Ugh, the Redskins Are Relevant Again

Quarterback Robert Griffin III #10 of the Washington Redskins runs the ball between Stevie Brown #27 and Prince Amukamara #20 of the New York Giants in the third quarter at FedExField on December 3, 2012 in Landover, Maryland.
Robert Griffin III.

From a Giants perspective, the worst part about last night’s 17–16 Redskins win isn’t how it shrunk New York’s lead; the worst part was that it’s another piece of evidence that with Robert Griffin III running the offense, the Redskins — the team owned by this guy — are relevant again, and are poised to be a factor in the division for the foreseeable future. Dammit, just as the Eagles were hitting rock bottom, too.

The Giants have seen first-hand the kinds of things RG3 is capable of — in fact, they’re the first NFL team to see him in action twice. Of course, the Giants have a potent offense as well, and this started out as a fascinating matchup of two dangerous but different quarterbacks. On the one side, you had Eli Manning, the battle-tested quarterback methodically leading his team downfield, generally capable of dropping a deep pass into the arms of a receiver. On the other, you had Griffin, who’s been one of the most accurate passers in the league during his rookie season but is also a threat to run. It was the kind of game fans circle on their calendar, regardless of whether they have a rooting interest.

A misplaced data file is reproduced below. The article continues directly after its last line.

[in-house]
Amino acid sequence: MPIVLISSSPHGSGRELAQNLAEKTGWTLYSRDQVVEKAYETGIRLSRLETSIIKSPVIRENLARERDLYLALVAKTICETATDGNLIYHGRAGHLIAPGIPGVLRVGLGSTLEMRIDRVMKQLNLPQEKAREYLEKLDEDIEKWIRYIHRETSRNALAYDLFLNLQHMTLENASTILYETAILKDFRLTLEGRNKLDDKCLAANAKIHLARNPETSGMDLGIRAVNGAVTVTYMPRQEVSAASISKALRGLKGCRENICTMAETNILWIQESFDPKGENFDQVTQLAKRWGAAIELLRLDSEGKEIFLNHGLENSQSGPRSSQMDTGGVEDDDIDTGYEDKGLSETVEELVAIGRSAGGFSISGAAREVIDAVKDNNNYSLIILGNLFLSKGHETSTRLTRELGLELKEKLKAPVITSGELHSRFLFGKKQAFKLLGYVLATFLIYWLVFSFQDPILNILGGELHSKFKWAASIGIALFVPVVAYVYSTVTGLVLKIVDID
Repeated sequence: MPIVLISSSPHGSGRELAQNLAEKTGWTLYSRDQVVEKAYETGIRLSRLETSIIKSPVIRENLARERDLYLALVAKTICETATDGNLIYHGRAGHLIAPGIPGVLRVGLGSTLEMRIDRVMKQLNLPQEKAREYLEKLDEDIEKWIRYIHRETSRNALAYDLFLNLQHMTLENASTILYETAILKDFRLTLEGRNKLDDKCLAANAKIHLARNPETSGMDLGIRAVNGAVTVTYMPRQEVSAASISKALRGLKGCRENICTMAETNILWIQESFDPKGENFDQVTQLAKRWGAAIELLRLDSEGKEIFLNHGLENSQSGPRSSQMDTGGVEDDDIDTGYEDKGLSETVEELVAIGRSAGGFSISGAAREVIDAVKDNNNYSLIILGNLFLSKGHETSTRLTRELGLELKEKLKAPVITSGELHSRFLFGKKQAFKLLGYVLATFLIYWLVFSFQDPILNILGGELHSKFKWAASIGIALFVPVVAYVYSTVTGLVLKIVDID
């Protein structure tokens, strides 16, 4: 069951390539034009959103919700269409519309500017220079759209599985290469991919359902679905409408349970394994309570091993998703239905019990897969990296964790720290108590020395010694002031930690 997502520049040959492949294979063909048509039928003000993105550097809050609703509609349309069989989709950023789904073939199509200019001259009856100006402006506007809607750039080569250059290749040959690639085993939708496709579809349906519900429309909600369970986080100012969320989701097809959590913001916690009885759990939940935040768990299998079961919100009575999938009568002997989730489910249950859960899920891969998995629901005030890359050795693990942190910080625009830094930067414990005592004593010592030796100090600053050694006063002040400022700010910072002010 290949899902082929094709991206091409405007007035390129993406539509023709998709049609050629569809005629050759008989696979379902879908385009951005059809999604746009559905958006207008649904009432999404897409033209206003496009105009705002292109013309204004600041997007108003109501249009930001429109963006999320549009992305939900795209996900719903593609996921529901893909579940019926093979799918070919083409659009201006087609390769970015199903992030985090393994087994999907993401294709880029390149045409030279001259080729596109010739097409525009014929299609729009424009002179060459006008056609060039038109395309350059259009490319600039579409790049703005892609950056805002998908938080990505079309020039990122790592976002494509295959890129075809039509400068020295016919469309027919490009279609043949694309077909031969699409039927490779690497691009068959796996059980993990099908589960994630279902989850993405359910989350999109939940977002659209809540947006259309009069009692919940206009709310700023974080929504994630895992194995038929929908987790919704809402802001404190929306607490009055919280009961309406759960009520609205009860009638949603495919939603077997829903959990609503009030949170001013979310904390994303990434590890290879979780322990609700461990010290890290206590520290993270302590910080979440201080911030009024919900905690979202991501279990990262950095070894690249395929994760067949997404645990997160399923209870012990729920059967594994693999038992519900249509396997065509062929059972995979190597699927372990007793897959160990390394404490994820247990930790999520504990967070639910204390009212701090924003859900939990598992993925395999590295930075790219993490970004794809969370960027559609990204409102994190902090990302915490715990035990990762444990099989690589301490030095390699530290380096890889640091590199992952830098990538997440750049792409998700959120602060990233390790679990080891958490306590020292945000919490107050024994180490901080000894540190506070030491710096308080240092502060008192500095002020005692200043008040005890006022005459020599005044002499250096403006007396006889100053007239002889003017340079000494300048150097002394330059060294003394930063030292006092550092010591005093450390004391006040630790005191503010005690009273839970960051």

Of course, the quarterback isn’t the only player on the field, and the Giants as a whole played too sloppy a game last night. They took nine penalties on the night: six by the offense and three by the special teams. (They entered the night averaging 4.4 offensive penalties per game — second fewest in the league.) The penalty that stands out this morning: With the Giants down a point in the fourth quarter and Eli Manning trying to lead his team to another late comeback, Manning hit Martellus Bennett with an eleven-yard pass on third-and-ten, but it was negated by a Will Beatty holding penalty. It was that kind of night for the Giants.

So through thirteen weeks, the Giants sit atop the NFC East with a 7-5 record. The Redskins and Cowboys are both one game back at 6-6. As far as tiebreakers involving the Giants go, they split the season series with both Washington and Dallas, but the second tiebreaker is divisional record, and Tom Coughlin’s team is just 2-3 within the NFC East, with one game against Philly remaining in Week 17. Washington, meanwhile, is 3-1 in divisional games, and Dallas is 3-2. The next tiebreaker is record in common games, and …a ctually, we might be getting a bit ahead of ourselves here. The Giants, after all, still control their destiny. They have a couple of tough games coming up: at the 11-1 Falcons and the 9-3 Ravens in Weeks 15 and 16, respectively. But next up is a home game against New Orleans on Sunday that, after last night, is even more important.

Ugh, the Redskins Are Relevant Again